Things look quiet here. But I've been doing a lot of blogging at
dan.langille.org because I prefer WordPress now.
Not all my posts there are FreeBSD related.
I am in the midst of migrating The FreeBSD Diary over to WordPress
(and you can read about that here).
Once the migration is completed, I'll move the FreeBSD posts into the
new FreeBSD Diary website.
This article was written by Liz, who seems to have made the transition
from Linux to FreeBSD with a minimum of strife. It was probably harder for her to
write this article than it was for her to install FreeBSD the first time. She
*hates* writing documentation.
For those moving to BSD from Linux its not as hard, I would say, as going
to BSD from Windows. FreeBSD is somewhat of a cross between Debian (the ports system
is compared to apt-get) and Slackware (which is based on BSD anyway). The key things
to remember are probably networking. i.e. most people want or need it in someway be
it ppp or eth. This is a brief sumory of the comparisons.
ifconfig in Linux brings up the config of the interfaces eth0, lo, and ppp0 in a nice
setup. When used in FreeBSD the same results are obtained from "ifconfig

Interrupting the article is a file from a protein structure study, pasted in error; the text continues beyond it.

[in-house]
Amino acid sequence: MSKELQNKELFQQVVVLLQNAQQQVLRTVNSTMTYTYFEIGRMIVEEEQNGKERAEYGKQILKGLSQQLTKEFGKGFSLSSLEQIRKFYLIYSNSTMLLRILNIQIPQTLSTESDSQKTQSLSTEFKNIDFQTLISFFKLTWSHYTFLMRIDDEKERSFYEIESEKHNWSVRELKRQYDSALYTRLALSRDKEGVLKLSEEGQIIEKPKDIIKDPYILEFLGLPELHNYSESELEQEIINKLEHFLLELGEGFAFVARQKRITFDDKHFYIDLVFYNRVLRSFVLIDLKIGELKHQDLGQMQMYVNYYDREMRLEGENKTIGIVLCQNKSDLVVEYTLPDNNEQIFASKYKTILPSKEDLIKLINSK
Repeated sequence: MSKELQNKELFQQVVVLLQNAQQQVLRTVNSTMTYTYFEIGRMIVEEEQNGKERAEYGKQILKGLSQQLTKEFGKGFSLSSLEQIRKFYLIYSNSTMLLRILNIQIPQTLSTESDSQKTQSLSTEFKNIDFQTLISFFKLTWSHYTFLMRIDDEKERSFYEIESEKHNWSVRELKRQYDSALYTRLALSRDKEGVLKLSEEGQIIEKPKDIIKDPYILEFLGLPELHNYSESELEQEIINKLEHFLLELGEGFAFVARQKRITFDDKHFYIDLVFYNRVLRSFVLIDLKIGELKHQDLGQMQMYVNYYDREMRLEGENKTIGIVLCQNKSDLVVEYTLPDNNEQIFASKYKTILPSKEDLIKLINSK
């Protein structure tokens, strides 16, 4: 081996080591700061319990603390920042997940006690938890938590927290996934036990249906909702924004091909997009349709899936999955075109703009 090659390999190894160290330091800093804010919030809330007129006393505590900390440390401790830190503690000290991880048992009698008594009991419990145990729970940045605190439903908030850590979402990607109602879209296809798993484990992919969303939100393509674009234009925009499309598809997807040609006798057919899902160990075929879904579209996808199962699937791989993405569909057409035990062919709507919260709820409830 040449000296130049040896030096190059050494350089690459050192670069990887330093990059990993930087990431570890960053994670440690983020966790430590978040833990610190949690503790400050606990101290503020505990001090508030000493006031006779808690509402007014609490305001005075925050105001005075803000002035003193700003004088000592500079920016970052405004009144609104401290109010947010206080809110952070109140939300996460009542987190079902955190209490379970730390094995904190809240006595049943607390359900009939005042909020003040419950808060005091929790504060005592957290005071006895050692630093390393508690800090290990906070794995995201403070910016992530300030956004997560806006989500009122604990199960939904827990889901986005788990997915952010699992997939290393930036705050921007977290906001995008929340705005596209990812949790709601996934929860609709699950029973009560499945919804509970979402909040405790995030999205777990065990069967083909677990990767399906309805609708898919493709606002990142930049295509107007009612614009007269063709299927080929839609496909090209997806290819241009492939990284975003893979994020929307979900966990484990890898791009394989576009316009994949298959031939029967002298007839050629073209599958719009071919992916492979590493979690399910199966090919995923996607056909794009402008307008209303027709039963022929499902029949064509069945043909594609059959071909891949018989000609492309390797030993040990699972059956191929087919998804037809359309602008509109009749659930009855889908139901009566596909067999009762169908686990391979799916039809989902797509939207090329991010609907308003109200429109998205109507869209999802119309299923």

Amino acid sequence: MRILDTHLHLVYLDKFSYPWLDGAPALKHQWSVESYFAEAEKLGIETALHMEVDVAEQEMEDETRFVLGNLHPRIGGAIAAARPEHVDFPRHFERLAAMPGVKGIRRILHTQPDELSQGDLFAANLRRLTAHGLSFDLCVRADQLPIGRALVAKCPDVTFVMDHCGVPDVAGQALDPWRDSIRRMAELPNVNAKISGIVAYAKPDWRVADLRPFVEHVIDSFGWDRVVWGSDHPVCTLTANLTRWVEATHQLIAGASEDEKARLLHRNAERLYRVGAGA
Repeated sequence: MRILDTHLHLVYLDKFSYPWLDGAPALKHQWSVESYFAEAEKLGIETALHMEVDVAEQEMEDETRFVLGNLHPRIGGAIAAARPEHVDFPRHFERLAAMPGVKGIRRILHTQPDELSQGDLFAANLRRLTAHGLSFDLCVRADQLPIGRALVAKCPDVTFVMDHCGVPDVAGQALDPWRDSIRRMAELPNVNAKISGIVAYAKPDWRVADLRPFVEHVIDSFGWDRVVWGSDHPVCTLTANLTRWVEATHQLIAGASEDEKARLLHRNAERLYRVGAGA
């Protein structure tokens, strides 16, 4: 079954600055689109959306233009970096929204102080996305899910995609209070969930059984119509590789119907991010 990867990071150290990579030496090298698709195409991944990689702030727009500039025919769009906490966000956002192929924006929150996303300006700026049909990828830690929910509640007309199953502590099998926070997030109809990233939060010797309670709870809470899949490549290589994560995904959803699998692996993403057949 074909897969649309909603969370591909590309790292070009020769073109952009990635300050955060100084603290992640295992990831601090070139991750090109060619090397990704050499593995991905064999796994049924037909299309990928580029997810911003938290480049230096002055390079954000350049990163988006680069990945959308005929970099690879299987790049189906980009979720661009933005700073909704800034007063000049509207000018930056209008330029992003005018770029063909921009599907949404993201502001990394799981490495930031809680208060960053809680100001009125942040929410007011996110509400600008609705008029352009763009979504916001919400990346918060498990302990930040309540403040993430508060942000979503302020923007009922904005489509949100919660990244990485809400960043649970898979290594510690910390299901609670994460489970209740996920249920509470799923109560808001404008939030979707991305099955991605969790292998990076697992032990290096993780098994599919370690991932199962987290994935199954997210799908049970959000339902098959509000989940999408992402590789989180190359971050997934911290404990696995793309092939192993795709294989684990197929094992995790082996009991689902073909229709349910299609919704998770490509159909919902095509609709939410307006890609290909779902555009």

-a" (only maybe a little more confusing looking and less tidy but it is the same
In FreeBSD, interfaces are named according to chipset, not interface type.
That means that the equivalent to Linux's eth0 could be xl0 or ed0, depending on
what type of ethernet card we are dealing with.
"route -n" in linux shows you the gateway and general routing. BSD
route is completly different and it is good to read the man page! To get a look at
the routing however use "netstat -nr"
ppp is like minicom only different. You can decide to go interactive and get it
to do things as you tell it or you can set up a script and it does it automaticaly in the
background. I'll do a write up on ppp as well as soon as i can ;]
/dev/ is a whole new ball game with BSD. But the basics are there if you know
Linux. Instead of being /dev/hda1 its /dev/ad0s1, the ad0 being the fixed drive and
s1 being slice one or partition 1. BSD also uses abcd etc that are partitioned
within a partition due to the different BSD partitioning. What looks like one BSD
partition from Linux has smaller partitions from within.
/dev/fd0 is floppy
Do remember this is only what I have found on my own there may actually be a better
way (probably is actually). That is all i can think of at the moment.